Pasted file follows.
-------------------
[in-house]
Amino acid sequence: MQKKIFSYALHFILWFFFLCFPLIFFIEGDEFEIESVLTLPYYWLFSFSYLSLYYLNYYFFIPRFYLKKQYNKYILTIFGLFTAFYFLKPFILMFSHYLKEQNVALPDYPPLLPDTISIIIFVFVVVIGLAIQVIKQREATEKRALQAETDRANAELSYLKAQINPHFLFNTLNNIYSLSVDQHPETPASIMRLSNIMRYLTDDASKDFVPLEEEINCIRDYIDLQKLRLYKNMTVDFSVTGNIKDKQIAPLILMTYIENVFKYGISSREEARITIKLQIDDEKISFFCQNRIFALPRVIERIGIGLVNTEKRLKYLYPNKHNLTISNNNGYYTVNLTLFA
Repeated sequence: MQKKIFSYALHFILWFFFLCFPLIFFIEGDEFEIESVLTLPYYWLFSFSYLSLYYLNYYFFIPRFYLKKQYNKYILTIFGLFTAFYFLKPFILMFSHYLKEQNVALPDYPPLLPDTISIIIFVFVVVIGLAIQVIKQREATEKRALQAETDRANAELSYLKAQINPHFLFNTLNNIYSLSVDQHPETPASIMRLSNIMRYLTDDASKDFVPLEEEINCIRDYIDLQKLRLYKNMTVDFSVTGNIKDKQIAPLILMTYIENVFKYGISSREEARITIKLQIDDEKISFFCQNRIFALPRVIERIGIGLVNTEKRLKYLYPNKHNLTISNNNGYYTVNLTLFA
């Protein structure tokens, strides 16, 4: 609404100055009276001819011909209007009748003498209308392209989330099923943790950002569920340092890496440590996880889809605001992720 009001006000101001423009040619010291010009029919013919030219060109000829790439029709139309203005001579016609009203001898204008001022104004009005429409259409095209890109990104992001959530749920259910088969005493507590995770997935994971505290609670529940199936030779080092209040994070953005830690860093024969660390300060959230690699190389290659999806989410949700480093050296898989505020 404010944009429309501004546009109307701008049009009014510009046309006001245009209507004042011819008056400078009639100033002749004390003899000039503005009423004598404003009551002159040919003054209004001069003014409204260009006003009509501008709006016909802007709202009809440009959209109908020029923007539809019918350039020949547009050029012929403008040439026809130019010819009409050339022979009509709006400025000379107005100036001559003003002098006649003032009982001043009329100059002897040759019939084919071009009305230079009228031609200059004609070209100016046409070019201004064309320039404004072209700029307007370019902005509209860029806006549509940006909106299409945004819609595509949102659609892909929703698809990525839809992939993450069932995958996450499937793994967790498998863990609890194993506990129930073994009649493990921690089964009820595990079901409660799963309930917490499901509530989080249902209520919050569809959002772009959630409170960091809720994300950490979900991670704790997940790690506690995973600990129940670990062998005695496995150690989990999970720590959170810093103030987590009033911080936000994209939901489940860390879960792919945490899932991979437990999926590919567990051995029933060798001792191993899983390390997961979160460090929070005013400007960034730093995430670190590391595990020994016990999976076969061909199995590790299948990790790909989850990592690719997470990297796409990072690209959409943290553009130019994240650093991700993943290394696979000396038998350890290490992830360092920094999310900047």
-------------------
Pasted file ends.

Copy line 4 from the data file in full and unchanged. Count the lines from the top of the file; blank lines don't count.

């Protein structure tokens, strides 16, 4: 609404100055009276001819011909209007009748003498209308392209989330099923943790950002569920340092890496440590996880889809605001992720 009001006000101001423009040619010291010009029919013919030219060109000829790439029709139309203005001579016609009203001898204008001022104004009005429409259409095209890109990104992001959530749920259910088969005493507590995770997935994971505290609670529940199936030779080092209040994070953005830690860093024969660390300060959230690699190389290659999806989410949700480093050296898989505020 404010944009429309501004546009109307701008049009009014510009046309006001245009209507004042011819008056400078009639100033002749004390003899000039503005009423004598404003009551002159040919003054209004001069003014409204260009006003009509501008709006016909802007709202009809440009959209109908020029923007539809019918350039020949547009050029012929403008040439026809130019010819009409050339022979009509709006400025000379107005100036001559003003002098006649003032009982001043009329100059002897040759019939084919071009009305230079009228031609200059004609070209100016046409070019201004064309320039404004072209700029307007370019902005509209860029806006549509940006909106299409945004819609595509949102659609892909929703698809990525839809992939993450069932995958996450499937793994967790498998863990609890194993506990129930073994009649493990921690089964009820595990079901409660799963309930917490499901509530989080249902209520919050569809959002772009959630409170960091809720994300950490979900991670704790997940790690506690995973600990129940670990062998005695496995150690989990999970720590959170810093103030987590009033911080936000994209939901489940860390879960792919945490899932991979437990999926590919567990051995029933060798001792191993899983390390997961979160460090929070005013400007960034730093995430670190590391595990020994016990999976076969061909199995590790299948990790790909989850990592690719997470990297796409990072690209959409943290553009130019994240650093991700993943290394696979000396038998350890290490992830360092920094999310900047």